Skip to main content

What we learned from Bears' victory over Seahawks

Vic Fangio's swarming Chicago defense sacked Russell Wilson six times and forced a pair of fourth-quarter turnovers to seal the Bears' 24-17 victory over the Seattle Seahawks in Week 2. Here's what we learned on *Monday Night Football:*

  1. Sebastian Janikowski's 56-yard field goal as the clock expired in the second quarter is the lone blemish on Fangio's first-half defense through two weeks. In addition to the six takedowns, the Khalil Mack-led Bears (1-1) sent waves of pass rushers to hit a frenetic Wilson seven more times. Taking advantage of Mitch Trubisky's mistake-prone offense, however, Wilson kept Seattle (0-2) in contention early in the fourth quarter, unfurling a beautiful rainbow to Tyler Lockett in the back of the end zone to trim the lead to seven. Chicago's veteran defenders took over from there, with linebacker Danny Trevathan following cornerback Prince Amukamara pick-six with a strip sack of Wilson to effectively stifle the comeback bid.
  1. Mack and the Rams' Aaron Donald, the last two NFL Defensive Players of the Year, are putting a lie to the notion that the preseason is a necessary evil to knock off the rust of a long offseason. After dominating the season opener last week, Mack was once again a force to be reckoned with, wreaking havoc up front and creating opportunities for Trevathan, Akiem Hicks and Aaron Lynch to make big plays. Mack keyed Chicago's shutdown run defense and stripped Wilson from behind for a second-quarter fumble that forced a punt. Already a promising unit before Mack's arrival, the Bears are making a strong argument to join the Jaguars, Vikings and Rams as the league's most imposing defenses.
  1. With star linebackers Bobby Wagner and K.J. Wright sidelined by injuries, All-Pro safety Earl Thomas was the lone defensive starter remaining from Seattle's two Super Bowl squads under Pete Carroll. The rebuilding, injured-riddled Seahawks were simply outmanned by a much more talented opponent on this night. Throw in slot receiver Doug Baldwin's absence, and it's fair to question whether Carroll's roster is currently one of the NFL's five shallowest. If the dispiriting performances continue, perhaps the front office will reconsider its stance on trading impending free agent Thomas at next month's deadline. After the game, Carroll said Wagner, Wright, Tre Flowers and D.J. Fluker could be back next week, but he wasn't sure if Baldwin would return.
  1. Wilson is one of the most accomplished quarterbacks in football over the past half-decade, yet the Seahawks have gone 31 consecutive games without scoring a touchdown on the opening drive. For comparison's sake, the Bears have managed to pull off the feat in each of Matt Nagy's first two games as head coach. Scripting "openers" -- as Hall of Fame coaches Bill Walsh and Paul Brown labeled their 1970s invention -- is a fine art of offensive football. Nagy appears to have a knack for it, guiding second-year quarterback Trubisky to 11 of 12 completions for 154 yards and scores via the air and the ground on picture-perfect drives of 86 and 96 yards to open games this season.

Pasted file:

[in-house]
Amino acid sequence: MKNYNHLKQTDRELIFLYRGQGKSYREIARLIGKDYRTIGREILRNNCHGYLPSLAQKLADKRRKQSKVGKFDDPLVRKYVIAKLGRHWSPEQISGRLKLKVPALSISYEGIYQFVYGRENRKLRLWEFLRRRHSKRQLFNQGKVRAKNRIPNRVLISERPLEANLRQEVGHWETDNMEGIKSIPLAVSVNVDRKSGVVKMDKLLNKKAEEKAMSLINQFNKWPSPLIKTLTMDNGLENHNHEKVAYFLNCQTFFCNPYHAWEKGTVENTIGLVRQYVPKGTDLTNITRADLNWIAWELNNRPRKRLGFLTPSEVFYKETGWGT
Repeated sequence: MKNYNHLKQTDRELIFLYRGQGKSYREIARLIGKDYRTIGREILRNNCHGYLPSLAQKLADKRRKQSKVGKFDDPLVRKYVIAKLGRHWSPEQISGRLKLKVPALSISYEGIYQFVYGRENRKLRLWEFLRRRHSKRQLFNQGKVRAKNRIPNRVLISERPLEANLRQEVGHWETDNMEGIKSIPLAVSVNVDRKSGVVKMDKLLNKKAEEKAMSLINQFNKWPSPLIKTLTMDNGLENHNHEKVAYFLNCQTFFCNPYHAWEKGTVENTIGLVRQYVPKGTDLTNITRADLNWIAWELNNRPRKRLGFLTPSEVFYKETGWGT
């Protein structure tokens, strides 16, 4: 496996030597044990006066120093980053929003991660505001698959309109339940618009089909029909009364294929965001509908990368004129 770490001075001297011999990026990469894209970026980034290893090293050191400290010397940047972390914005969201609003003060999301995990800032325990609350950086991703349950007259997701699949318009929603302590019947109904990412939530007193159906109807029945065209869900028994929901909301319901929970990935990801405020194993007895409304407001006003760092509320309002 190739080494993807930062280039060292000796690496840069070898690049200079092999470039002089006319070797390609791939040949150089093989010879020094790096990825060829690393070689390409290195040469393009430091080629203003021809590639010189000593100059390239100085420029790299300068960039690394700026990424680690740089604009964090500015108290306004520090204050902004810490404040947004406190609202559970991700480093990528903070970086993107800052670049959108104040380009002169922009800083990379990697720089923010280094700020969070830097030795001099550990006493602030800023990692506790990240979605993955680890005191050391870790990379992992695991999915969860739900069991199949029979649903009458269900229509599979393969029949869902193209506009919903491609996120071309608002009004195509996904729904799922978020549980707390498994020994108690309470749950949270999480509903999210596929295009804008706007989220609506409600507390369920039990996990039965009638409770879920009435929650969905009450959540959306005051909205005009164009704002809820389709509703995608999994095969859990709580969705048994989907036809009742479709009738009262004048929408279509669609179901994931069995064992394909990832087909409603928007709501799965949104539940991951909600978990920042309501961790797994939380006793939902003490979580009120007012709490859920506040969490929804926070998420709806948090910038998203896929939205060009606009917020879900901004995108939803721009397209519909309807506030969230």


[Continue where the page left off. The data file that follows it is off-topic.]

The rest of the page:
Descending from the Andy Reid-Doug Pederson coaching tree, Nagy's aggressiveness on fourth downs is also a marked departure from the archconservative philosophy of previous Bears headsetter John Fox.

  1. New Seahawks play-caller Brian Schottenheimer, on the other hand, is overseeing a toothless offensive attack that looks eerily similar to the 2017 version that got Darrell Bevell fired. Facing a string of desperate third-and-long wasteland situations, Seattle's first 21 plays generated a paltry 42 yards. Although Wilson has been sacked more times (12) than any quarterback this season, the blame goes beyond the perennially beleaguered offensive line. Schottenheimer abandoned the running game for more than 20 minutes on the game clock, the receivers haven't been gaining separation and Wilson is constantly running into or away from pressure to compensate for an inner clock that no longer tells the correct time in the pocket. With a deficiency in surrounding talent over the past two years, Wilson's margin for error has vanished. For the majority of the evening, Seattle's best offense appeared to be waiting for Trubisky to make a game-changing mistake.
  1. While Trubisky has excelled in executing Nagy's plan of attack early in games, he remains a work in progress as a developmental quarterback. Much like Carolina's Cam Newton and Jacksonville's Blake Bortles, the second-year signal-caller has a tendency for sloppy footwork that affects his accuracy and consistency, particularly on intermediate and deep throws. His decision-making has also left a lot to be desired, leaving the door open for the opponent's fourth-quarter comeback attempt in each of the first two games. Nagy deserves credit for the bubble screens, fly sweeps and read-option looks borrowed from college ball -- as NFL Network's Bucky Brooks noted -- but Trubisky appears lost when dropping back on more conventional NFL pass plays.
  1. Days after Carroll acknowledged that Chris Carson "really took the lead" in Seattle's backfield, the promising power back took a backseat to rookie Rashad Penny throughout the second half. Much to the dismay of frustrated fantasy footballers, Carroll explained after the game that Carson was "gassed" after doing double time on special teams duty.
  1. As if booming rookie Michael Dickson wasn't already a punting sensation, the former Aussie leaguer turned back the clock to the 1930s with a nifty dropkick to pin the Bears inside their own 15-yard line on a late fourth-quarter kickoff. Through two weeks, he might be generating as much excitement as any player in Seattle.
This article has been reproduced in a new format and may be missing content or contain faulty links. Please use the Contact Us link in our site footer to report an issue.

Related Content